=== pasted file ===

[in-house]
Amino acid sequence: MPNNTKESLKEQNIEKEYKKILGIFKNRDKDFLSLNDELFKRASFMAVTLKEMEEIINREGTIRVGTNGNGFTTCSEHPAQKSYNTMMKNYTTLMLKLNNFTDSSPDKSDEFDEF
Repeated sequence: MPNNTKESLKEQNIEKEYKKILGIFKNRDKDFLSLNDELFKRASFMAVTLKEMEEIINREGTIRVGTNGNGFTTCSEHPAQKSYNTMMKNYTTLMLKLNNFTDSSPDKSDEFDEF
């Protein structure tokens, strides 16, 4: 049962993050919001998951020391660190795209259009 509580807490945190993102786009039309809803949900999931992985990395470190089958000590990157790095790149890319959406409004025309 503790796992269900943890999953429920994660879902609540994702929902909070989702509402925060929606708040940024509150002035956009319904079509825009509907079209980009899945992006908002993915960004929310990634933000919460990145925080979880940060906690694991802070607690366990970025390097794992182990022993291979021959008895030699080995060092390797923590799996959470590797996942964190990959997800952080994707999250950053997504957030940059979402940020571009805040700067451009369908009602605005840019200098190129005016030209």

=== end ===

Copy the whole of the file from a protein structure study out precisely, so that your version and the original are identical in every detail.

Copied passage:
[in-house]
Amino acid sequence: MPNNTKESLKEQNIEKEYKKILGIFKNRDKDFLSLNDELFKRASFMAVTLKEMEEIINREGTIRVGTNGNGFTTCSEHPAQKSYNTMMKNYTTLMLKLNNFTDSSPDKSDEFDEF
Repeated sequence: MPNNTKESLKEQNIEKEYKKILGIFKNRDKDFLSLNDELFKRASFMAVTLKEMEEIINREGTIRVGTNGNGFTTCSEHPAQKSYNTMMKNYTTLMLKLNNFTDSSPDKSDEFDEF
């Protein structure tokens, strides 16, 4: 049962993050919001998951020391660190795209259009 509580807490945190993102786009039309809803949900999931992985990395470190089958000590990157790095790149890319959406409004025309 503790796992269900943890999953429920994660879902609540994702929902909070989702509402925060929606708040940024509150002035956009319904079509825009509907079209980009899945992006908002993915960004929310990634933000919460990145925080979880940060906690694991802070607690366990970025390097794992182990022993291979021959008895030699080995060092390797923590799996959470590797996942964190990959997800952080994707999250950053997504957030940059979402940020571009805040700067451009369908009602605005840019200098190129005016030209």